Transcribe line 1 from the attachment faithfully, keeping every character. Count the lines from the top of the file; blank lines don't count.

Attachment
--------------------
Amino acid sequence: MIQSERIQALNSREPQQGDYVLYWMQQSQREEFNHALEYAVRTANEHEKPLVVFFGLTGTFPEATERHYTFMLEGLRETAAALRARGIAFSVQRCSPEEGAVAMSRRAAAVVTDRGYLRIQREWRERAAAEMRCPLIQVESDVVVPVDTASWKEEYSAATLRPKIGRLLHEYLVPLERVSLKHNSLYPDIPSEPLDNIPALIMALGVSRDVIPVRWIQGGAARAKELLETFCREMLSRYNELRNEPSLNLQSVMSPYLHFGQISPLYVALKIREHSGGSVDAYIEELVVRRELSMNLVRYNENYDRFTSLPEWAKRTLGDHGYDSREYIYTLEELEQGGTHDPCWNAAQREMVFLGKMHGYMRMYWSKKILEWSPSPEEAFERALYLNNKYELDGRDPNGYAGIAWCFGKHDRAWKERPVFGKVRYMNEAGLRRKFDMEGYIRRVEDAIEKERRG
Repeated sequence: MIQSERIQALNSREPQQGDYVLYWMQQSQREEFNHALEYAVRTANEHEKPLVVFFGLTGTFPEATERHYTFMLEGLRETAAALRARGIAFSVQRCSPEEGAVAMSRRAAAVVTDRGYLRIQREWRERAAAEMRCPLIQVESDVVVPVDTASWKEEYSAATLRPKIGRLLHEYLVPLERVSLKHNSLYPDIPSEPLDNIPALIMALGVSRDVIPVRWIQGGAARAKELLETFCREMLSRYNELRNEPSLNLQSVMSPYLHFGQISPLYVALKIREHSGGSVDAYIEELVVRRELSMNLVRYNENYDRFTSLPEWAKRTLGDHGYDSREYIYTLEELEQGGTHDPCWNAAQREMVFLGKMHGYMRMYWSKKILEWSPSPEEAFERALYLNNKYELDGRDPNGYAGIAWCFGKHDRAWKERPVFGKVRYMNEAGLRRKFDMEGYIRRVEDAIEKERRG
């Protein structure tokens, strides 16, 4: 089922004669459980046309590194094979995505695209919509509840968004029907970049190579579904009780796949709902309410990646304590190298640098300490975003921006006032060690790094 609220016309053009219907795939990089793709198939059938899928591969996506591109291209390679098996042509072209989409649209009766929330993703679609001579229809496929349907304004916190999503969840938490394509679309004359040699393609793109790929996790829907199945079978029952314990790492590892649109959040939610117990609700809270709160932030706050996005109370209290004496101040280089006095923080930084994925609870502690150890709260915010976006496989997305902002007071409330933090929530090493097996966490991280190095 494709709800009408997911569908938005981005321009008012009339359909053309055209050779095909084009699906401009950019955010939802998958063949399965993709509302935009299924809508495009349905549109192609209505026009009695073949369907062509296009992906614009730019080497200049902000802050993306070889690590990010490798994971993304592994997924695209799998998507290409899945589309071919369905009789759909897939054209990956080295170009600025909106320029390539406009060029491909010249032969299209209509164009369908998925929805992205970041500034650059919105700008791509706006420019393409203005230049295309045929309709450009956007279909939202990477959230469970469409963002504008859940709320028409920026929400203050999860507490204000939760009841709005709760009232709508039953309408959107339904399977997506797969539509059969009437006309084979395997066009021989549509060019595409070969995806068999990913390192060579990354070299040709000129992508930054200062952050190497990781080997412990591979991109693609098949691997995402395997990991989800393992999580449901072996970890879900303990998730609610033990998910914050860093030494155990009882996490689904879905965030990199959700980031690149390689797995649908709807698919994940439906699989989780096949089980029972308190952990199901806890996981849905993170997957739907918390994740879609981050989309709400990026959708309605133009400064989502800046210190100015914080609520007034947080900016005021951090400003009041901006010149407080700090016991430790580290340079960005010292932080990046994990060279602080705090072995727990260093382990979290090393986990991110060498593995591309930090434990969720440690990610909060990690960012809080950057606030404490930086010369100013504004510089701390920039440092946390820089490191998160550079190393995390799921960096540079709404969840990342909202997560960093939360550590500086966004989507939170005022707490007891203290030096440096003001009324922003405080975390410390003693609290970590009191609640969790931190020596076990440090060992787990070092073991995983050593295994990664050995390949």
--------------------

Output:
Amino acid sequence: MIQSERIQALNSREPQQGDYVLYWMQQSQREEFNHALEYAVRTANEHEKPLVVFFGLTGTFPEATERHYTFMLEGLRETAAALRARGIAFSVQRCSPEEGAVAMSRRAAAVVTDRGYLRIQREWRERAAAEMRCPLIQVESDVVVPVDTASWKEEYSAATLRPKIGRLLHEYLVPLERVSLKHNSLYPDIPSEPLDNIPALIMALGVSRDVIPVRWIQGGAARAKELLETFCREMLSRYNELRNEPSLNLQSVMSPYLHFGQISPLYVALKIREHSGGSVDAYIEELVVRRELSMNLVRYNENYDRFTSLPEWAKRTLGDHGYDSREYIYTLEELEQGGTHDPCWNAAQREMVFLGKMHGYMRMYWSKKILEWSPSPEEAFERALYLNNKYELDGRDPNGYAGIAWCFGKHDRAWKERPVFGKVRYMNEAGLRRKFDMEGYIRRVEDAIEKERRG